Office of the Secretary of State for Wales

The Office of the Secretary of State for Wales, (Welsh: Swyddfa Ysgrifennydd Gwladol Cymru), informally known as the Wales Office, (Swyddfa Cymru), is a United Kingdom government department. It replaced the former Welsh Office, which had extensive responsibility for governing Wales prior to Welsh devolution in 1999.[1]

Office of the Secretary of State for Wales
Welsh: Swyddfa Ysgrifennydd Gwladol Cymru
Wales Office logo
Gwydyr House, Whitehall (geograph 5590927)

Gwydyr House in Whitehall, London
Department overview
Formed1 July 1999[1][2]
Preceding Department
Headquarters1 Caspian Point, Caspian Way, Cardiff, CF10 4DQ & Gwydyr House, Whitehall, London, SW1A 2NP
Employees52 (2016–2017)
Annual budget~£4.7 million for 2016–2017
Minister responsible


In the past it has been called "Wales' voice in Westminster and Westminster's voice in Wales". However, it is significantly less powerful since the Government of Wales Act 2006: it is primarily responsible for carrying out the few functions remaining with the Secretary of State for Wales that have not been transferred already to the National Assembly for Wales; and for securing funds for Wales as part of the annual budgetary settlement.[3]

The Secretary of State for Wales has overall responsibility for the office but it is located administratively within the Ministry of Justice (until 2007, the Department for Constitutional Affairs).


The ministers in the Office of the Secretary of State for Wales are as follows:[4][5]

Minister Image Rank Portfolio
The Rt Hon. Alun Cairns MP Alun Cairns 2016 Secretary of State Welsh Government and Assembly Liaison; Constitutional and Electoral issues; Economy, Business & Inward Investment; Exiting the EU; Infrastructure; Welsh Budget; Foreign Affairs; Steel; Swansea City Deal; Public Appointments; Royal Matters; Welsh Language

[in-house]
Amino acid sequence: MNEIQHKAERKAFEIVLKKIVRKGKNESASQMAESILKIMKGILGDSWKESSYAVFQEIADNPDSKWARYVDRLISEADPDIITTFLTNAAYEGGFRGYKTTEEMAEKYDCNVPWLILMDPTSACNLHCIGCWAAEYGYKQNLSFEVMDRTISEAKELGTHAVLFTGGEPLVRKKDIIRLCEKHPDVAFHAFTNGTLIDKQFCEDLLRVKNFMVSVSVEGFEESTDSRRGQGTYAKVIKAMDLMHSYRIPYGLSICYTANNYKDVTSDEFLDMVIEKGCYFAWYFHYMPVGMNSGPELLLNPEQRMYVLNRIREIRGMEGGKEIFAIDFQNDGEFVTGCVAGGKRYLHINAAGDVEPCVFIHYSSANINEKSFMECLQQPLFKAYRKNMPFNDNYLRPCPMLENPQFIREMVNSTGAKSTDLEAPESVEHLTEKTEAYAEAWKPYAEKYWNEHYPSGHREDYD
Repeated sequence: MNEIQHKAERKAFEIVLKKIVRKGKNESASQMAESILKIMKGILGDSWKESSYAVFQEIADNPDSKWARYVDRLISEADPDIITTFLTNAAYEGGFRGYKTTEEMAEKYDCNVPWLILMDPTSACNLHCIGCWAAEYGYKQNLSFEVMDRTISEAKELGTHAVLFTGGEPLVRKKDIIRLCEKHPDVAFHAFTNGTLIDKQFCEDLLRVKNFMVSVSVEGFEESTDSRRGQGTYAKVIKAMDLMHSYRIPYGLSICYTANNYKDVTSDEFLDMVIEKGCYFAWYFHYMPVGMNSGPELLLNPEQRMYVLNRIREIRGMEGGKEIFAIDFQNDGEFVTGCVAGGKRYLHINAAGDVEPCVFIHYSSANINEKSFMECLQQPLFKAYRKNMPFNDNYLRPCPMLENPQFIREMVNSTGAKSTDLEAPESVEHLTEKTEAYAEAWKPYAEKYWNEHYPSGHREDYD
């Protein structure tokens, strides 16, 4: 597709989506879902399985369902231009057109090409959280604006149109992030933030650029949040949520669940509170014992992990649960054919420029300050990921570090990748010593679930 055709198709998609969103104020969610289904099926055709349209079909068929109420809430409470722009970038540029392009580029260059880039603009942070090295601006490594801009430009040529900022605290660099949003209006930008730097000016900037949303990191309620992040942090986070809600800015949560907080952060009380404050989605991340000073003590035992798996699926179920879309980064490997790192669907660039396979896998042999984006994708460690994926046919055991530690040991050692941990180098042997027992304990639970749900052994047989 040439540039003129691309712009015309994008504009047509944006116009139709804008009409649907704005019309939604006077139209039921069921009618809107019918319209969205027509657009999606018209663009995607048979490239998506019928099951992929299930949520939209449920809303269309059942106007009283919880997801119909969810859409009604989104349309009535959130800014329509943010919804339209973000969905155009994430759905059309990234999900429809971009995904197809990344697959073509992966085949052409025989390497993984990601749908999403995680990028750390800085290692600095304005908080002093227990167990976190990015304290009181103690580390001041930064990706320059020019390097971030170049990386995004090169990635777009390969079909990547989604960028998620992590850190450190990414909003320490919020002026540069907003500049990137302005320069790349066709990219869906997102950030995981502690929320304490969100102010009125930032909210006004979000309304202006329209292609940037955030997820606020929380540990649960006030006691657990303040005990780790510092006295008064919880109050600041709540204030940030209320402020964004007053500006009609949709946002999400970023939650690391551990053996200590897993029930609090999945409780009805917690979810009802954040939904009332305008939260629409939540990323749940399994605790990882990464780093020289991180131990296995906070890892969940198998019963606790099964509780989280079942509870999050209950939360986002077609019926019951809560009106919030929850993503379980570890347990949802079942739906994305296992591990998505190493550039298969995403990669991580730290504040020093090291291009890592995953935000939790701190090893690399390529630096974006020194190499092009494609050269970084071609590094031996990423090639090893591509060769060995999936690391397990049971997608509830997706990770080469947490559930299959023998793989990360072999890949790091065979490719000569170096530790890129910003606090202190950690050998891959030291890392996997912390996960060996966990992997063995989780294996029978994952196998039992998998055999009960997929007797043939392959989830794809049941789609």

Lord Bourne of Aberystwyth Official portrait of Lord Bourne of Aberystwyth crop 2 Parliamentary-Under Secretary of State Wales Office Business in the Lords; Mid-Wales Growth Deal; Education; Health; Law and Order, Immigration & Justice; local Government; Tourism, Heritage and; Culture; Welfare
Kevin Foster Official portrait of Kevin Foster crop 2 Parliamentary-Under Secretary of State North Wales Growth Deal; Defence; Energy; Broadcasting; Telecommunications; Connectivity

Unlike Scotland and Northern Ireland, Wales does not have its own Law Officers of the Crown; it is part of the England and Wales legal jurisdiction. The Attorney General for England and Wales therefore advises the United Kingdom Government on its law.[6] His deputy is the Solicitor General for England and Wales.


Following the 'yes' vote in the 2011 referendum on giving the Assembly direct law-making powers, some politicians in Wales, particularly from Plaid Cymru, have called for the abolition of the Wales Office.[7] Lord Elis-Thomas, Presiding Officer of the National Assembly for Wales said:

I think it would be very useful to [wind up the Wales Office] before we start the next Assembly; that would be the logical time because that is the time when our new powers will become fully operational. The relationship then would be inter-governmental and inter-parliamentary. In other words it would be between the National Assembly and the Parliament at Westminster, where there are issues on laws which are made in Westminster which impinge on Wales and vice versa.[8]

However, Lord Elis-Thomas was accused of following a "separatist agenda" by the Conservative Cheryl Gillan, then Secretary of State for Wales. She was supported by her Labour predecessor Peter Hain, who declared that Wales "still needs a voice around the Cabinet in Westminster".[7]


  1. ^ a b History Archived 3 March 2012 at the Wayback Machine – Retrieved 8 March 2012
  2. ^ "SERVICE DELIVERY AGREEMENT 2000". Office of the Secretary of State for Wales. 2000. Archived from the original on 25 February 2001. Retrieved 4 February 2017.CS1 maint: BOT: original-url status unknown (link)
  3. ^ About the Wales Office – Last modified 14 December 2010. Retrieved 8 March 2012
  4. ^ "Our ministers". GOV.UK. Wales Office. Retrieved 12 May 2015.
  5. ^ "Her Majesty's Official Opposition". UK Parliament. Retrieved 17 October 2017.
  6. ^ Cabinet Office List of Government Departments and Ministers: Attorney General's Office
  7. ^ a b Presiding officer suggests dropping Welsh secretary – BBC News. Published 7 March 2011. Retrieved 8 March 2012